Phytochemicals and antioxidant capacity of some tropical edible plants

  • Hong, Heeok (Department of Medical Science, School of Medicine, Konkuk University) ;
  • Lee, Jun-Hyeong (Department of Animal Sciences and Technology, Konkuk University) ;
  • Kim, Soo-Ki (Department of Animal Sciences and Technology, Konkuk University)
  • Received : 2017.12.13
  • Accepted : 2018.03.22
  • Published : 2018.10.01


Objective: To find biological functions such as antibacterial and antioxidant activities in several tropical plants and to investigate the possibility of antibiotic substitute agents to prevent and treat diseases caused by pathogenic bacteria. Methods: Plants such as Poncirus trifoliata fruit (Makrut), Zingiber officinale Rosc (Khing), Areca catechu L. (Mak), Solanum melongena L. I (Makkhuayao), and Solanum melongena L. II (Makhurapro) were extracted by methanol, n-hexane, chloroform, ethyl acetate, butanol and water. The free radical scavenging activities were measured using 2-diphenyl-2-picryl hydrazyl photometric assay. Antibacterial activities with a minimum inhibitory concentration (MIC) were observed by agar diffusion assay against pathogenic strains of Escherichia coli, Burkholderia sp., Haemopilus somnus, Haemopilus parasuis, Clostridium perfringens, and Pantoea agglomerans. Results: Poncirus trifoliata fruit methanol extract showed antibacterial activities against gram-negative and gram-positive pathogens. Additionally, this showed the strongest antibacterial activity against Burkholderia sp. and Haemopilus somnus with MIC $131{\mu}g/mL$, respectively. Areca catechu L. water extract showed antibacterial activities against Burkholderia sp., Haemopilus somnus, and Haemopilus parasuis. The MIC value for Haemopilus parasuis was $105{\mu}g/mL$ in this. Antioxidant activity of Zingiber officinale Rosc n-hexane extract showed 2.23 mg/mL effective concentration 50% ($EC_{50}$) value was the highest activity among tropical plants extracts. Total polyphenol content in Zingiber officinale Rosc methanol extract was $48.4{\mu}g/mL$ and flavonoid content was $22.1{\mu}g/mL$ showed the highest values among tested plants extracts. Conclusion: Taken together, these results suggest that tropical plants used in this study may have a potential benefit as an alternative antibiotics agent through their antibacterial and antioxidant activities.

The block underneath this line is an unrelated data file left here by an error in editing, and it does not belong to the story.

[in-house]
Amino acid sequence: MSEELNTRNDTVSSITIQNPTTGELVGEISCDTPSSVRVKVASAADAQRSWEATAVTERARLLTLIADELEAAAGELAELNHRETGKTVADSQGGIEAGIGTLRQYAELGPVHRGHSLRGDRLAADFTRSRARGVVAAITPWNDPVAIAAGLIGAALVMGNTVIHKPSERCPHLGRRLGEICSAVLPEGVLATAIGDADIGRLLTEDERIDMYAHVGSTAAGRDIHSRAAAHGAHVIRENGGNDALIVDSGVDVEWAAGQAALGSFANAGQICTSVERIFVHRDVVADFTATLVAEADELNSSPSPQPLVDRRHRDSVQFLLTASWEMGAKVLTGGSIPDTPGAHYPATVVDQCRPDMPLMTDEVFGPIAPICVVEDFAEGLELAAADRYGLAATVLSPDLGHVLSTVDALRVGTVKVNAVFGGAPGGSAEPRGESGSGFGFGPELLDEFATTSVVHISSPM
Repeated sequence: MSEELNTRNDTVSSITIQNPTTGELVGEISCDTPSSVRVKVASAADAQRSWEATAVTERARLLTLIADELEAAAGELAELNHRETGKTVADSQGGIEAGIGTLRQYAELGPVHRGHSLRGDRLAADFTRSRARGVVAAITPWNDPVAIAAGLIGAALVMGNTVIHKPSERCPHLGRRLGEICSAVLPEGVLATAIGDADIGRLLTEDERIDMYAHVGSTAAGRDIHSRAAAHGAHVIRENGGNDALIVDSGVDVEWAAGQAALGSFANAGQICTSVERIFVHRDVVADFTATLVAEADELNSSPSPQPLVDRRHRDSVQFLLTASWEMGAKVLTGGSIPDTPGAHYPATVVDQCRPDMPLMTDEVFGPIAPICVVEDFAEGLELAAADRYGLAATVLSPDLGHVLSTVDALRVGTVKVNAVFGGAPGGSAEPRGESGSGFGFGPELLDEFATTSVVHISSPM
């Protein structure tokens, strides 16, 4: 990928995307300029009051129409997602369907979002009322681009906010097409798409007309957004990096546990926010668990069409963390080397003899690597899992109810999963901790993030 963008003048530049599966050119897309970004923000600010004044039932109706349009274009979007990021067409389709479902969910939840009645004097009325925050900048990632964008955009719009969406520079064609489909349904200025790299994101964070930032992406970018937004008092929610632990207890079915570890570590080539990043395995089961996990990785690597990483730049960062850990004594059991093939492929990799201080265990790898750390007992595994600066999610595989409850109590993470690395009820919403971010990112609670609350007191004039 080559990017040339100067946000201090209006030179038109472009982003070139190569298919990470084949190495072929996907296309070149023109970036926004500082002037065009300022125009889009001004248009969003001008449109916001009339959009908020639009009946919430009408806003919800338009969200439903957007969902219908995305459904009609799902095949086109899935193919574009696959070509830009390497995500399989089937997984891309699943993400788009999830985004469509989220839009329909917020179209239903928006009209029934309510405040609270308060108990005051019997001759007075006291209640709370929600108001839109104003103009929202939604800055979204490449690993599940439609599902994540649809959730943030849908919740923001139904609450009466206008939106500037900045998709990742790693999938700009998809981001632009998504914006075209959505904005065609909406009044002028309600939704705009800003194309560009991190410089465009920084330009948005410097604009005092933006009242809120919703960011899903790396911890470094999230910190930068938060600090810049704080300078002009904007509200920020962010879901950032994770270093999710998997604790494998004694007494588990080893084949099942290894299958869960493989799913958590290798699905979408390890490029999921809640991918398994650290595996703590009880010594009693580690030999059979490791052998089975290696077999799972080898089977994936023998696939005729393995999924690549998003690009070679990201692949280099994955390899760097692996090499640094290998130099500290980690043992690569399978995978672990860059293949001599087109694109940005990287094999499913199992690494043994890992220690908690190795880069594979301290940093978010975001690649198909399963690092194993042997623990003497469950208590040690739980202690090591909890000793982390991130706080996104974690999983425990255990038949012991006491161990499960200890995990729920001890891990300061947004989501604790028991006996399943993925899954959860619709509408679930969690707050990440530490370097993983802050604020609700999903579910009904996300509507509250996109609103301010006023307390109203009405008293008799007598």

Supported by : Korea Institute of Planning and Evaluation for Technology in Food, Agriculture, Forestry (IPET)


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